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The Prayers Of Good People

Mr. Johar! Mr. Johar! It was Big Bird calling my name; I could see the bright red mouth when it opened its yellow beak. There was clamor, unusual  commotion for the calm Sesame Street Show. The noise became tense, and louder. Big Bird continued calling my name: Mr. Johar. Mr. Johar!

When I opened my eyes there was a pretty face of a nurse calling my name, “Mr. Johar! Can you hear me?”  I could hear her, fine. But what was she doing on the Sesame Street Show! Where did Big Bird go? I slipped back into a dark, empty tunnel, and plummeted down until I hit the bottom, a wide, bright space, and I found myself standing in front of a huge, luminous, shiny white creature staring at me with gaping mouth. Then the creature looked at a list he had and exclaimed, “You are not in the list! Who…. What, brought you here?”

I mumbled, “I am Eritrean, I travel aimlessly, I even missed Addis Ababa and ended up in Nairobi. Why are you surprised?”

The creature shook his head, “but you can’t come here on your own, you will be brought in when your time is up! Go away! NOW!” The echo of his angry “Now” scream reverberated throughout the valley and sent waves of jitters around. Then suddenly he flapped his wings and glided away to the clouds on the horizon. Someone  whispered, “that angel is the gatekeeper of the afterlife”. Then there was Big Bird, calling my name, again, “Mr. Johar, Mr. Johar!”

I woke up and the pretty nurse was still looking at me. “There! We have you back,” she said, with a big smile. This time something wildly pounded inside my chest, I saw wires of different colors stuck all over my body. Beads of sweat rolled over my forehead and cheeks; my heart was racing, faster. The nurse smiled again. Then something inside my stomach bothered me. I pointed to a bucket on the table and the nurse brought it over: Hoooouuuugh! Trying to push the thick yellowish, acidic thing out, I almost threw up my guts. The nurse pierced my wrist vein with the world’s sharpest syringe  and in seconds  everything looked blurry, and I went to sleep. Thereafter, I stayed seven days glued to a bed, hallucinating in a place they call ICU, and three more days in a less scary room. As you might have imagined, heart attack or panic attack, I cheated death and now I am back, clean. Detoxified. I gave up on the “Knot on my life”, the stinky stuff that was glued to my lips for decades.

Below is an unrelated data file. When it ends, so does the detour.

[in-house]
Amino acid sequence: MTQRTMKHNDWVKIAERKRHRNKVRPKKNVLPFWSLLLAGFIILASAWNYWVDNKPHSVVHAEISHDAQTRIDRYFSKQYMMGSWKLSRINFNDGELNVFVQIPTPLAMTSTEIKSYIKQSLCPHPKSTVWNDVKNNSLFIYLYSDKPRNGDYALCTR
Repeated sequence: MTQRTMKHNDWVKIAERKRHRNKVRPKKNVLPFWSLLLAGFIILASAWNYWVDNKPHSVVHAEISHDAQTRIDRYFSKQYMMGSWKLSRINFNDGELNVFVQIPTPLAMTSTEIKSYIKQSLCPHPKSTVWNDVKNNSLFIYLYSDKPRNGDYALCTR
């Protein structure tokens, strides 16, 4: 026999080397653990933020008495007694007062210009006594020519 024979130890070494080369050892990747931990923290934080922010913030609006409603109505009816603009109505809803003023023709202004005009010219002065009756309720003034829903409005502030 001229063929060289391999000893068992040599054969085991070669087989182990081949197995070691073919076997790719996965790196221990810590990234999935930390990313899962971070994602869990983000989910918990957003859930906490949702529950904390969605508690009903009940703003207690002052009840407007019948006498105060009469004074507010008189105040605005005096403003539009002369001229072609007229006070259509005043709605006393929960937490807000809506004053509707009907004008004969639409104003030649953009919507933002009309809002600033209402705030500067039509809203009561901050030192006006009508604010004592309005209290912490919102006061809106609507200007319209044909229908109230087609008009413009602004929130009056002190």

Such miracle is a result of the prayers of good people, (Dua’a al Saleheen) and all of you good people out there, thank you for your prayers. Thanks to the Almighty, and thanks to you all.

Delayed Report

I was feeling guilty for not reporting about my last trip to Addis Ababa and Nairobi in November 2015. A little drama came in the way and my report was delayed. Then, after a few weeks I had to travel to Southern California to attend the GEAN meeting, see my son off on his trip to Africa for the final leg of his masters degree program, and  I couldn’t make it back home from my travel in time—it took me 13 hours of grueling train ride, one more hour of  driving, and I slept like it was my last sleep. The report was the first thing I wanted to write, but I couldn’t.

A day earlier I had talked to Yohannes Tikabo who wanted permission to use a Negarit edition of  “Scent of Lemon: An Example Of Refined Eritrean Song” for his website. Okay, that respect of copyrights is simply an inspiring decency the Internet is not used to.

I had planned to attend Wedi Tikabo’s New Year concert in Oakland but unfortunately I couldn’t make it—I spent the night throwing up and being poked by a million sharp needles in my chest, from the inside. Then when I was about to pass out, my daughter drove me to the Emergency Room from where they immediately hauled me away in an ambulance, to the Cardiac hospital, and straight to an operating table, where I learned a new word, and a cure: stents. Three of them on three of my arteries. It was nothing serious, only someone had to shave my groin and I was not in a position to object but swallow my pride. Humiliation! Now I am sure you will excuse me for the delay of my Africa travel report (NB: I was bitten by the Western ignorance bug; Africa is one big country, not a continent!) But honestly, I really do not know what to write about Nairobi. I stayed in one hotel for a day, and a dinner in an Abyssinian restaurant, nothing special about that. The venue was in a remote village, it was fine, but no adventure, no lions or elephants, just trees and a huge building in the middle of nowhere—I can’t describe it better than a Safari video on National Geographic Channel.

I Was Terrorized!